Days off mean more to banged-up Mookie Betts than playing in All-Star game

Dodgers center fielder Mookie Betts talks with Albert Pujols during batting practice.
Dodgers center fielder Mookie Betts says he was surprised that his peers picked him to play in the MLB All-Star game.
(Nick Wass / Associated Press)

Mookie Betts refuses to blame a series of nagging injuries for what he calls a “bad” first half, one in which the Dodgers outfielder hit .245 with a .799 on-base-plus-slugging percentage, 11 homers and 33 RBIs entering Saturday night’s game against the Arizona Diamondbacks.

Manager Dave Roberts has a different perspective on the shoulder, forearm and back ailments that Betts has played through without going on the injured list.

“He’s always gonna downplay the physical toll this year has taken on him, which I appreciate,” Roberts said. “But I sort of know what’s going on under the hood.”


Neither Roberts nor Betts would elaborate on the severity of those injuries, but it was enough to prompt Betts to bow out of Tuesday night’s All-Star game on the same day teammates Justin Turner and Walker Buehler were added to the National League roster.

“Just some nagging things that I think a little time off will definitely help,” Betts said before Saturday’s game. “There’s just no break in baseball, so this is the only time I can get a break for more than a day, and I wanted to use it as best I can.

The Dodgers’ Walker Buehler and Justin Turner have been added to the NL roster for All-Star game, while Mookie Betts will sit out because of an injury.

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“I would love to be in the All-Star game, but we all know the goal is to win the World Series, and this break will definitely help me, help us, get to that point.”

Betts, a five-time All-Star and the 2018 American League most valuable player with the Boston Red Sox, said last Tuesday that he was surprised to be chosen by his peers as an NL reserve.

Would his decision to opt out have been different if he hadn’t been to multiple All-Star games?

“Maybe, but probably not,” Betts said. “An All-Star game is definitely an honor, especially being voted in by your peers, so I definitely don’t want to discount that. But I do understand I have some nagging things that I would like to heal up. This decision is really about myself and the Dodgers.”


Roberts can understand why some fans might view Betts’ decision as selfish. The manager thinks Betts is being unselfish.

“I’m happy he was honest with himself and wanted to take care of himself, which in turn takes care of the Dodgers,” Roberts said. “It’s not an easy decision because he’s one of the faces of baseball and you feel like you’re letting the fans down.”

Turner, 36, was thrilled to be added to the NL team, his second All-Star selection. A utility player during his first five seasons with the Baltimore Orioles and New York Mets, Turner emerged as a middle-of-the-order force after signing with the Dodgers before 2014. He made his first All-Star team in 2017, at age 32.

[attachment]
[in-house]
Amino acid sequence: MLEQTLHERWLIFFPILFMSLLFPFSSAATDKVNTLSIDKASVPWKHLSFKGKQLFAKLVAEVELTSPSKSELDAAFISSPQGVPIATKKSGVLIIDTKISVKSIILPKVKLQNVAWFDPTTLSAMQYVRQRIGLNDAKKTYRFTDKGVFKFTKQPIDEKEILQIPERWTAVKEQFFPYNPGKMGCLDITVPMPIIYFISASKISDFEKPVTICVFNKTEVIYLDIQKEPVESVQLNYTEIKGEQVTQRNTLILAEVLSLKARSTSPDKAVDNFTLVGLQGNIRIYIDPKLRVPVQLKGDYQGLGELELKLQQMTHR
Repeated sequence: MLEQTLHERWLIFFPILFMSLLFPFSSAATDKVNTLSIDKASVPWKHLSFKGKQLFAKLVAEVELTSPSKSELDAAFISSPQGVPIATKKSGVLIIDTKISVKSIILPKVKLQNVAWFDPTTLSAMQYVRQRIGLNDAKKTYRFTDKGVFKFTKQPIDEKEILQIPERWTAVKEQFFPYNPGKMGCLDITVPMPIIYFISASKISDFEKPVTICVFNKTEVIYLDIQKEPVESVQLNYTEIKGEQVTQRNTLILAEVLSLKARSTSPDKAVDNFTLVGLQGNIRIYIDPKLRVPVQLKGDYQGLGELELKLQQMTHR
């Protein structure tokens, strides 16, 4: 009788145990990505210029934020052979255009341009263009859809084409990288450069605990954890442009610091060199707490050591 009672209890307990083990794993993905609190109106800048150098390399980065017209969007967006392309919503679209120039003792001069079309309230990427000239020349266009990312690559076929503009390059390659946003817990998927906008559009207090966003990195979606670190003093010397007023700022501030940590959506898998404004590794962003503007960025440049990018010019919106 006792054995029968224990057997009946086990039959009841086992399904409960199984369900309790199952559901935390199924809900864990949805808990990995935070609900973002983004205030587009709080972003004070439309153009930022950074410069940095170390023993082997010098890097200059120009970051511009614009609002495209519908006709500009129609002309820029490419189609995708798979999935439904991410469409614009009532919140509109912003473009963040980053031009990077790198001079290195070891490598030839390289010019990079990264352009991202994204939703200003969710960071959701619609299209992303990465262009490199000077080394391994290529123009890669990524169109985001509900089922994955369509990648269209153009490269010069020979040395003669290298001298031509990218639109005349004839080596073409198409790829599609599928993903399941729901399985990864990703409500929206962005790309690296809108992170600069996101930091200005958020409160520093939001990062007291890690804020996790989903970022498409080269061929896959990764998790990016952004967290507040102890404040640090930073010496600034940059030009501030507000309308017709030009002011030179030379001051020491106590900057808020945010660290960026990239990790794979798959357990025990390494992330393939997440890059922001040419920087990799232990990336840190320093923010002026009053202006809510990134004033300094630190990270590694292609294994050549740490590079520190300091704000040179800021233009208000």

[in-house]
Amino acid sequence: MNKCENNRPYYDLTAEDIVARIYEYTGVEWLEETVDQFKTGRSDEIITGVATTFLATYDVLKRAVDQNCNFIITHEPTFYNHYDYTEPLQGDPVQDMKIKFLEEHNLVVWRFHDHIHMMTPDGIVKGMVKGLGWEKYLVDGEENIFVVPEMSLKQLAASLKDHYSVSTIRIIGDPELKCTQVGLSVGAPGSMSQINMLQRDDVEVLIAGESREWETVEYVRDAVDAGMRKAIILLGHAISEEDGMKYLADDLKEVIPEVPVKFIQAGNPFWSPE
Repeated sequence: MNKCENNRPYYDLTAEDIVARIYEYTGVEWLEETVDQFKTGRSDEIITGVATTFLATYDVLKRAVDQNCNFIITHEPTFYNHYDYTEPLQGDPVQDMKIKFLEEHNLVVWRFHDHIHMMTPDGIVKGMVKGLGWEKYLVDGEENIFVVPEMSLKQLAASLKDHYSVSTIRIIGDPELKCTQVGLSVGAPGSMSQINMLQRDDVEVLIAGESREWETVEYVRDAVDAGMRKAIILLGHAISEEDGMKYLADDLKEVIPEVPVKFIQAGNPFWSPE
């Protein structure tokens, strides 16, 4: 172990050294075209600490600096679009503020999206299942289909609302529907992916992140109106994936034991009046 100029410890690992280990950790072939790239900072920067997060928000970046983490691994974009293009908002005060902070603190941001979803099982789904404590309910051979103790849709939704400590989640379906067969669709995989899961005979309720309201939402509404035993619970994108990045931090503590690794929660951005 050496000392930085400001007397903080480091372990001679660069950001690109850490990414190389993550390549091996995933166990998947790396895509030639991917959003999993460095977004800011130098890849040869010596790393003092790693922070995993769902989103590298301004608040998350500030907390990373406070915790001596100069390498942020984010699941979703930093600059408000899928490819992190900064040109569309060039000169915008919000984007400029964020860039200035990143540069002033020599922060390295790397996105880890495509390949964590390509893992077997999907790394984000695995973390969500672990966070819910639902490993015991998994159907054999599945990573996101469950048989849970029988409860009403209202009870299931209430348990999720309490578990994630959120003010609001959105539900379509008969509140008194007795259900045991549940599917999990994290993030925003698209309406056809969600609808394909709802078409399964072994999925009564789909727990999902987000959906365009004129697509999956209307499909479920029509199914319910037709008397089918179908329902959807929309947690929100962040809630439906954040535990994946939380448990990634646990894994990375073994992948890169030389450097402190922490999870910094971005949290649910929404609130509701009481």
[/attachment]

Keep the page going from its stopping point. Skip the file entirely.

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“I wouldn’t miss an opportunity to go to an All-Star game for anything,” said Turner, who entered Saturday with a .302 average, .881 OPS, 14 homers and 45 RBIs in 82 games.

“The pride thing is huge. Being able to represent the National League, the Dodgers, as an All-Star is amazing, honestly. You look at the history of this organization, all the great players who have come through, to be able to wear a Dodgers uniform and participate in the All-Star game is pretty special.”

Buehler, 26, had an 8-1 record and 2.49 ERA in 17 starts, with 107 strikeouts and 24 walks in 108 1/3 innings, entering Saturday night’s game. This will mark his second All-Star nod. He and Turner will join first baseman Max Muncy and utility man Chris Taylor on the NL team.

Buehler has a 3-1 record and 2.35 ERA in 11 career postseason starts, with 83 strikeouts and 22 walks in 61 1/3 innings. He won his World Series start against Tampa Bay last October and threw six shutout innings in a must-win Game 6 of the NL Championship Series against Atlanta. He beat Colorado in a one-game playoff to determine the NL West champion in 2018.

“Walker has always been a big-game pitcher, right? We’ve seen it year in and year out in the postseason and Game 163, him stepping up, taking the ball and getting big outs for us,” Turner said. “But I think where I’ve seen him grow the most is in the not-big game, taking the ball and competing and being efficient and getting deeper into games.

“That’s something he’s taken a lot of pride in and really worked hard on, and I think you see that this year. You see him pitching deep into games every time he takes the ball.”